On the way to the bar, Steve briefed me on the much anticipated feature fight for UFC 128: Jon Jones versus Shogun Rua. Shogun was the reigning light-heavyweight champion. No opponent had ever knocked him down. Steve had seen some sports-science show, where they recorded Shogun as having the hardest kick in the UFC, using all sorts of special cameras and gadgetry. Shogun is in his prime.
Jon Jones was 12 years old when his sister died. He got two tattoos in her memory, one with her name written in Chinese. When his mother found out, she immediately took him to the local Chinese restaurant and asked the lady there what the tattoo said. “Peaceful warrior.”
Jones had great expectations beyond high school, where he was the State champ in Greco Roman wrestling. On his way to College, he knocked up his girlfriend. He had to get a job to raise his new family. He then took the advice of a friend and tried out mixed martial arts. Jones has only thirteen fights under his belt, is 23 years of age, and he’s already got a shot at the title.
Through 13 bouts, no opponent had been able to take Jones down to the mat, let alone knock him down. His record was 12-1 going into this fight; the lone loss coming from a disqualification for beating his opponent up without care for the rules.
Jon Jones is Batman. On the day of the fight, Jones got out of Newark and went to a park in Paterson city to meditate when his coaches saw a burglary in progress. The thief was running with some lady’s GPS when Jones chased him down and put him in a leg lock until the police arrived.
From the opening bell, Jones came at Shogun with reverse elbows, spin-kicks, and a wide variety of moves that he clearly picked up from video games, but can get away with it because of his incredible explosiveness and a seven foot wingspan. He’s a hurricane full of fists, elbows and heels. Not only was Shogun worried about avoiding the blows, but trying to get into a wrestling match with Jones was obviously a bad idea.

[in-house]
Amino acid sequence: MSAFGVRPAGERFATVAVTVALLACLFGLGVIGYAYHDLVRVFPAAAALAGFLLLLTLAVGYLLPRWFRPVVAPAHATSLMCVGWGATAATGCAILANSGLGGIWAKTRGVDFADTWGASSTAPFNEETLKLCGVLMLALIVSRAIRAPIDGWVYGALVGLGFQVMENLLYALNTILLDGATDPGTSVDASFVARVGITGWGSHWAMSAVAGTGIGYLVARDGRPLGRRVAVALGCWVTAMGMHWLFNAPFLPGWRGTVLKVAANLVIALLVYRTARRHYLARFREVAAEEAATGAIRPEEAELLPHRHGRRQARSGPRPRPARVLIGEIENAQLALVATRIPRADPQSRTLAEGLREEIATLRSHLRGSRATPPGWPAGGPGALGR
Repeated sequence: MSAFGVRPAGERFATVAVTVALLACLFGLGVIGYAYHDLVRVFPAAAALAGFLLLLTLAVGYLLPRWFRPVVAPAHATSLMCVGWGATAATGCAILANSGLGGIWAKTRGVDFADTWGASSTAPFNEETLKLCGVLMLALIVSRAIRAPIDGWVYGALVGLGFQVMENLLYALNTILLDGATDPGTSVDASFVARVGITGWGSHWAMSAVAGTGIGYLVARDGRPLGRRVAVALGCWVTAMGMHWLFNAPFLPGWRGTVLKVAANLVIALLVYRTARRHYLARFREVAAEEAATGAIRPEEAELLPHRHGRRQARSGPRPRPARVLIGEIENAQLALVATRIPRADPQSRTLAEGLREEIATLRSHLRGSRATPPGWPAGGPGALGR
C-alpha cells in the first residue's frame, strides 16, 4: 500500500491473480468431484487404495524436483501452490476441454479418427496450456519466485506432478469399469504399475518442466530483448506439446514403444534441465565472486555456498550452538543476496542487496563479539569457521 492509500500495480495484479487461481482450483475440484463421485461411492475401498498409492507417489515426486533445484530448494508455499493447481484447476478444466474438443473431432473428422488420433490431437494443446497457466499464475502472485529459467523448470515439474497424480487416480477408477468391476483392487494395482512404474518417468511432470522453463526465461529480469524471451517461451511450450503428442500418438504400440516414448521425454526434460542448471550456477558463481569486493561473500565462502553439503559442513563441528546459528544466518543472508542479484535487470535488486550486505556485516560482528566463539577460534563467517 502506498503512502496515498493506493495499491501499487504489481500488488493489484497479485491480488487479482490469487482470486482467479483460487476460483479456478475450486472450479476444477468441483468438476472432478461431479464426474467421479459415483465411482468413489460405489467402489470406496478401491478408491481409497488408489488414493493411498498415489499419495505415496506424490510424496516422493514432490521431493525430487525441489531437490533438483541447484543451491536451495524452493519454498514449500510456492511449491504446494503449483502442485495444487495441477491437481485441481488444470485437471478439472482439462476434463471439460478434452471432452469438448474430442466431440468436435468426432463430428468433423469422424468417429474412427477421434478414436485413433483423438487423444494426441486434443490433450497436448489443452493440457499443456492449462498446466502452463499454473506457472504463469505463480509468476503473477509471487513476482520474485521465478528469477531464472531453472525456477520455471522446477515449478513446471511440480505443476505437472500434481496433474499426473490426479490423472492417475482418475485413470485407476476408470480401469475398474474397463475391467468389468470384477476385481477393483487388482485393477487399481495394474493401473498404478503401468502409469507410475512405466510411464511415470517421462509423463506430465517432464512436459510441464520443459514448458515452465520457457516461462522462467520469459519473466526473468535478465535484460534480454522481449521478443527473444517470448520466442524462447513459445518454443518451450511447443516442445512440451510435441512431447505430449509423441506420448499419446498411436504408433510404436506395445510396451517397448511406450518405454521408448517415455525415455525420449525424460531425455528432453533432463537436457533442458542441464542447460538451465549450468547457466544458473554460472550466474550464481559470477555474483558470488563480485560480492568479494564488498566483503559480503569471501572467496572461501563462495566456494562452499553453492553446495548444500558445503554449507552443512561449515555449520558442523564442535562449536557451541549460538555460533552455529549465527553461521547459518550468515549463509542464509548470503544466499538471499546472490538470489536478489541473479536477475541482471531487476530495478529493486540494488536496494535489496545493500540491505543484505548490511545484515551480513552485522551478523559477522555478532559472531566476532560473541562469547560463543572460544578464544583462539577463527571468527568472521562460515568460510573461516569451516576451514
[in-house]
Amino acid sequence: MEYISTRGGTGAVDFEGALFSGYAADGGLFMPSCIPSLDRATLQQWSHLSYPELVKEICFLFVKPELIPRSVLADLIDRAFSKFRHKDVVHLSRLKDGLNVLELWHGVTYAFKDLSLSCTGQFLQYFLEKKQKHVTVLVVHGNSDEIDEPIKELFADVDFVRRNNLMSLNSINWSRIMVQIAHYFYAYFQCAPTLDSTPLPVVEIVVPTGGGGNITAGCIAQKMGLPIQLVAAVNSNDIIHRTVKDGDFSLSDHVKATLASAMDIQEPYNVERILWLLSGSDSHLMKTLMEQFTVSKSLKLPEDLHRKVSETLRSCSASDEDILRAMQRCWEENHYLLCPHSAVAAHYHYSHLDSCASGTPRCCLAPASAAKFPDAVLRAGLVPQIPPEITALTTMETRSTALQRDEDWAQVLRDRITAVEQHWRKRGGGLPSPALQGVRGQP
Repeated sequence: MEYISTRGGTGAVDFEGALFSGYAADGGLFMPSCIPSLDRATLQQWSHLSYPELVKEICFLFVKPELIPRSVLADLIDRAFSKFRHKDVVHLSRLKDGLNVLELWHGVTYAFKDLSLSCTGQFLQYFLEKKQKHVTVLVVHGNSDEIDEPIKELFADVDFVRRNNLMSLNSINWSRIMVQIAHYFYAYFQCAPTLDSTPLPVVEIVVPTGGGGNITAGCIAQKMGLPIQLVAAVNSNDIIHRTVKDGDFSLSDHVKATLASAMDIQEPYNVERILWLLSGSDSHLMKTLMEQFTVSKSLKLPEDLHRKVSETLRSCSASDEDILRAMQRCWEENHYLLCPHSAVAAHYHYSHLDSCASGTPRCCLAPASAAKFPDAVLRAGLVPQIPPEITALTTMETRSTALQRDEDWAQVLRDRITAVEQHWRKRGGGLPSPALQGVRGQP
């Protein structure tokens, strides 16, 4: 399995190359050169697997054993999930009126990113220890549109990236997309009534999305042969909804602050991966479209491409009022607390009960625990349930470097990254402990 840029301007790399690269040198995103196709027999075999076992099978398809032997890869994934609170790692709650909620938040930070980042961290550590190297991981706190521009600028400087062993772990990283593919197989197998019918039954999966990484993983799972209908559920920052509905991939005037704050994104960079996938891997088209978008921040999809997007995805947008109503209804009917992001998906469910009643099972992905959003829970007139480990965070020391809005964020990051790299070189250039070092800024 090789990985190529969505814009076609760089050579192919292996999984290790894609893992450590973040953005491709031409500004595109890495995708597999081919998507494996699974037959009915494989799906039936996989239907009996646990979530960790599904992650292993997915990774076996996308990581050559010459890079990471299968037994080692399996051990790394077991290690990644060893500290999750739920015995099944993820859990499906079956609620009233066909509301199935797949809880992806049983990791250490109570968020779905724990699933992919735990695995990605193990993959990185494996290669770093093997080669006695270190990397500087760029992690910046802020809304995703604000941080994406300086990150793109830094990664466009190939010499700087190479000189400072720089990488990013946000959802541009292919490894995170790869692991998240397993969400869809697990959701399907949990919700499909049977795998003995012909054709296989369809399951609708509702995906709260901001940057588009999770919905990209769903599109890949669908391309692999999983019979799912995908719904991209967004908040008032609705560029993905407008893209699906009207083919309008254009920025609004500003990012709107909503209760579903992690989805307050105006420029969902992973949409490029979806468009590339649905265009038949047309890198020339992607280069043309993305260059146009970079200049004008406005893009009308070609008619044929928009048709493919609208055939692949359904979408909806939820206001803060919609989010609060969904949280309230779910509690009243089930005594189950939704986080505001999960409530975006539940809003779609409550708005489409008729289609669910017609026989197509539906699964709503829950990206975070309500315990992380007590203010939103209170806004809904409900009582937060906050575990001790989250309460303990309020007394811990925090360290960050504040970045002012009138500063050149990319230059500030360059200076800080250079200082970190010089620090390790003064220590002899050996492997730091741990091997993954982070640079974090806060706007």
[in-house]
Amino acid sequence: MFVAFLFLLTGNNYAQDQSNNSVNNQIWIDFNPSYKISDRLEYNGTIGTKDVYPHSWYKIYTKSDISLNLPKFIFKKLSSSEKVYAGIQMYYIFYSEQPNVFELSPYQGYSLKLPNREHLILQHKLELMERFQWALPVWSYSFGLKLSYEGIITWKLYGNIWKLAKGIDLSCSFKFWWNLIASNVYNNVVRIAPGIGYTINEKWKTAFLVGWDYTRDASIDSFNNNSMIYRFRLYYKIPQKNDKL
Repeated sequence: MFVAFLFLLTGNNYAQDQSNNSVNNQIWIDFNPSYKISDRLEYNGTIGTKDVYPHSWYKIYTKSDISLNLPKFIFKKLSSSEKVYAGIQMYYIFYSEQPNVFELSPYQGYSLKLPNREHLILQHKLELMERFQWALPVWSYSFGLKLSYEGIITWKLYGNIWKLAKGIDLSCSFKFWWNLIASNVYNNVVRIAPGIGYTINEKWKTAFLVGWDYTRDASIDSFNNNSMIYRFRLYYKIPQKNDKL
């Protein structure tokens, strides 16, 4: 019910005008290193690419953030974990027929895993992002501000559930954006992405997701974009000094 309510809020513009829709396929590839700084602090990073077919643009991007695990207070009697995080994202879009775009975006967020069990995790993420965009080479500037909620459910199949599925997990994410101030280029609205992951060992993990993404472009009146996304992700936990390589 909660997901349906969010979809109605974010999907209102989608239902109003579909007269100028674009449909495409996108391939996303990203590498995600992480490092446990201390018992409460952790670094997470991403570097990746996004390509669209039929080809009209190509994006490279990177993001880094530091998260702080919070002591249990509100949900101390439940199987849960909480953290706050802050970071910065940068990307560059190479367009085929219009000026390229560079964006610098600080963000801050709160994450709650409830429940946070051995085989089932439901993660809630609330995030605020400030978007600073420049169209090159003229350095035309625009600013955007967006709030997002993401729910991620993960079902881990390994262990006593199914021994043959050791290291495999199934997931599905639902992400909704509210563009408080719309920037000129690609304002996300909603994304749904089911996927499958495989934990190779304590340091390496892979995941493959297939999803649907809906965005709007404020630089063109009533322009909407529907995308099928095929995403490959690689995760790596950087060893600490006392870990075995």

When the ref stopped the fight in the third round because Jones was pounding the dead horse that was now the former champ, Steve turned to me amidst the cheers and said, “I don’t think Jones took a single punch.” After the fight, Rashad Evans was there to shake Jones’ hand. Evans is a friend of Jones’, they’ve trained together in the past, and he’s first in line for a title shot against the new champ of the light heavyweights. Evans didn’t look too excited about it.
Steve doesn’t seen anyone in the light-heavyweight class that could put a dent in Batman’s amour, and makes an interesting point that by the time Jones reaches his athletic peak, he’ll be a heavyweight.
What we’re witnessing with Jon Jones is reminiscent of what Mike Tyson did when he became the youngest heavyweight champ in boxing history. Tyson dominated the most prestigious weight class during the early eighties. He went 37-0 before losing to Buster Douglas, after which his career and personal life spiraled downward.
But Jon “Bones” Jones is the son of a preacher man. He is the peaceful warrior and the unmasked avenger. And for the next few years, he’s going to be the hottest fighting ticket in town.
–When he’s not watching grown men fight, Umar Saeed covers the endless battle between money and people on his website: www.umarsaeed.ca/